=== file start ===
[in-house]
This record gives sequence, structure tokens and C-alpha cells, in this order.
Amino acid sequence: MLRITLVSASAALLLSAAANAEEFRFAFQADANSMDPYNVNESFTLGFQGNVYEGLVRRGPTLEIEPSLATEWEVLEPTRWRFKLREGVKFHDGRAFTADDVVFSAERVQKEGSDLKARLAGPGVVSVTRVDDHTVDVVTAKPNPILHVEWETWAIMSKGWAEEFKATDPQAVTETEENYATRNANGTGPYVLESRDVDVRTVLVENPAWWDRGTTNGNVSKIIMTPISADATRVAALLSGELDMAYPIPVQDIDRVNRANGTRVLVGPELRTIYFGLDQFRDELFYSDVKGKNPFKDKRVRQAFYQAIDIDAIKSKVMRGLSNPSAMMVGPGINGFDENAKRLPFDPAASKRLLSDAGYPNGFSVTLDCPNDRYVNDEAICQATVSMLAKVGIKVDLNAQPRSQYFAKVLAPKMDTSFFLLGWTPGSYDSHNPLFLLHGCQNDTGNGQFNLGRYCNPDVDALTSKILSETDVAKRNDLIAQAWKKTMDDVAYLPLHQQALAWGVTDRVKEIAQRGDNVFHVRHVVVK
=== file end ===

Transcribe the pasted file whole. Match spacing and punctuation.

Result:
[in-house]
This record gives sequence, structure tokens and C-alpha cells, in this order.
Amino acid sequence: MLRITLVSASAALLLSAAANAEEFRFAFQADANSMDPYNVNESFTLGFQGNVYEGLVRRGPTLEIEPSLATEWEVLEPTRWRFKLREGVKFHDGRAFTADDVVFSAERVQKEGSDLKARLAGPGVVSVTRVDDHTVDVVTAKPNPILHVEWETWAIMSKGWAEEFKATDPQAVTETEENYATRNANGTGPYVLESRDVDVRTVLVENPAWWDRGTTNGNVSKIIMTPISADATRVAALLSGELDMAYPIPVQDIDRVNRANGTRVLVGPELRTIYFGLDQFRDELFYSDVKGKNPFKDKRVRQAFYQAIDIDAIKSKVMRGLSNPSAMMVGPGINGFDENAKRLPFDPAASKRLLSDAGYPNGFSVTLDCPNDRYVNDEAICQATVSMLAKVGIKVDLNAQPRSQYFAKVLAPKMDTSFFLLGWTPGSYDSHNPLFLLHGCQNDTGNGQFNLGRYCNPDVDALTSKILSETDVAKRNDLIAQAWKKTMDDVAYLPLHQQALAWGVTDRVKEIAQRGDNVFHVRHVVVK